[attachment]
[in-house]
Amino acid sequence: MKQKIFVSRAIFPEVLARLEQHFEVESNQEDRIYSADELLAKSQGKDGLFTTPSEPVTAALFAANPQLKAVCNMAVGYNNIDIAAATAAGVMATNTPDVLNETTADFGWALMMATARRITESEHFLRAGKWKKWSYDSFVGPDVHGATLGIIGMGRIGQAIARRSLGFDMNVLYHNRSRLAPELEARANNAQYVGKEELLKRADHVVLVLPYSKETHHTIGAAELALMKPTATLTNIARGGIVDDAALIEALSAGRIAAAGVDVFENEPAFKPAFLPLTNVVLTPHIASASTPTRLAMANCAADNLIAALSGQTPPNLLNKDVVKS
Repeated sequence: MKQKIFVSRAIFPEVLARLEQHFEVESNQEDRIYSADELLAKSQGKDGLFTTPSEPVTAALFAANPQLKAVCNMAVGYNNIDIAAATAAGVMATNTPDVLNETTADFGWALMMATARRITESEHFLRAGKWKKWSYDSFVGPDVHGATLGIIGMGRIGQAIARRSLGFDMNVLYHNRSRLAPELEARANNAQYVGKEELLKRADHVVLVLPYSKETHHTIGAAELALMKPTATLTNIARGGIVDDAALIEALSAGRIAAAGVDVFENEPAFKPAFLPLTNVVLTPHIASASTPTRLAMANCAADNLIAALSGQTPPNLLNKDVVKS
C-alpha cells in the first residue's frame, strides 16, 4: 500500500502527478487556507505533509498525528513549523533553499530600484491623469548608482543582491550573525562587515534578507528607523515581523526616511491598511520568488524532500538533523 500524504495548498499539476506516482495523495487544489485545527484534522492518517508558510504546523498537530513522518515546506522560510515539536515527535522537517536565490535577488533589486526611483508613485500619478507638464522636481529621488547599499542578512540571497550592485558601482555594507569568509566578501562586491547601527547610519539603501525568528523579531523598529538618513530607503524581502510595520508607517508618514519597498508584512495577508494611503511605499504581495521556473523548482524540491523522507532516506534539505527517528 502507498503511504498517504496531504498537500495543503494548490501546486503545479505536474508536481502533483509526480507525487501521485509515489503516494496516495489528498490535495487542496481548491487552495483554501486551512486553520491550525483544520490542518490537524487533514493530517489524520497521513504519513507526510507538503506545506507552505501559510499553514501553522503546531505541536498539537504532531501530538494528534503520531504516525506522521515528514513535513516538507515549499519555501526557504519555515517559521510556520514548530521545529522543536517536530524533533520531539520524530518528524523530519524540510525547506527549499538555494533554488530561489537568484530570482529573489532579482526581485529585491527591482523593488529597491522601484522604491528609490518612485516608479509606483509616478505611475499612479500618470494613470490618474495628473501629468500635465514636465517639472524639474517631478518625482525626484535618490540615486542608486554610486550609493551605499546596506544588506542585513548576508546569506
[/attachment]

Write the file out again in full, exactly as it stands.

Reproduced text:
[in-house]
Amino acid sequence: MKQKIFVSRAIFPEVLARLEQHFEVESNQEDRIYSADELLAKSQGKDGLFTTPSEPVTAALFAANPQLKAVCNMAVGYNNIDIAAATAAGVMATNTPDVLNETTADFGWALMMATARRITESEHFLRAGKWKKWSYDSFVGPDVHGATLGIIGMGRIGQAIARRSLGFDMNVLYHNRSRLAPELEARANNAQYVGKEELLKRADHVVLVLPYSKETHHTIGAAELALMKPTATLTNIARGGIVDDAALIEALSAGRIAAAGVDVFENEPAFKPAFLPLTNVVLTPHIASASTPTRLAMANCAADNLIAALSGQTPPNLLNKDVVKS
Repeated sequence: MKQKIFVSRAIFPEVLARLEQHFEVESNQEDRIYSADELLAKSQGKDGLFTTPSEPVTAALFAANPQLKAVCNMAVGYNNIDIAAATAAGVMATNTPDVLNETTADFGWALMMATARRITESEHFLRAGKWKKWSYDSFVGPDVHGATLGIIGMGRIGQAIARRSLGFDMNVLYHNRSRLAPELEARANNAQYVGKEELLKRADHVVLVLPYSKETHHTIGAAELALMKPTATLTNIARGGIVDDAALIEALSAGRIAAAGVDVFENEPAFKPAFLPLTNVVLTPHIASASTPTRLAMANCAADNLIAALSGQTPPNLLNKDVVKS
C-alpha cells in the first residue's frame, strides 16, 4: 500500500502527478487556507505533509498525528513549523533553499530600484491623469548608482543582491550573525562587515534578507528607523515581523526616511491598511520568488524532500538533523 500524504495548498499539476506516482495523495487544489485545527484534522492518517508558510504546523498537530513522518515546506522560510515539536515527535522537517536565490535577488533589486526611483508613485500619478507638464522636481529621488547599499542578512540571497550592485558601482555594507569568509566578501562586491547601527547610519539603501525568528523579531523598529538618513530607503524581502510595520508607517508618514519597498508584512495577508494611503511605499504581495521556473523548482524540491523522507532516506534539505527517528 502507498503511504498517504496531504498537500495543503494548490501546486503545479505536474508536481502533483509526480507525487501521485509515489503516494496516495489528498490535495487542496481548491487552495483554501486551512486553520491550525483544520490542518490537524487533514493530517489524520497521513504519513507526510507538503506545506507552505501559510499553514501553522503546531505541536498539537504532531501530538494528534503520531504516525506522521515528514513535513516538507515549499519555501526557504519555515517559521510556520514548530521545529522543536517536530524533533520531539520524530518528524523530519524540510525547506527549499538555494533554488530561489537568484530570482529573489532579482526581485529585491527591482523593488529597491522601484522604491528609490518612485516608479509606483509616478505611475499612479500618470494613470490618474495628473501629468500635465514636465517639472524639474517631478518625482525626484535618490540615486542608486554610486550609493551605499546596506544588506542585513548576508546569506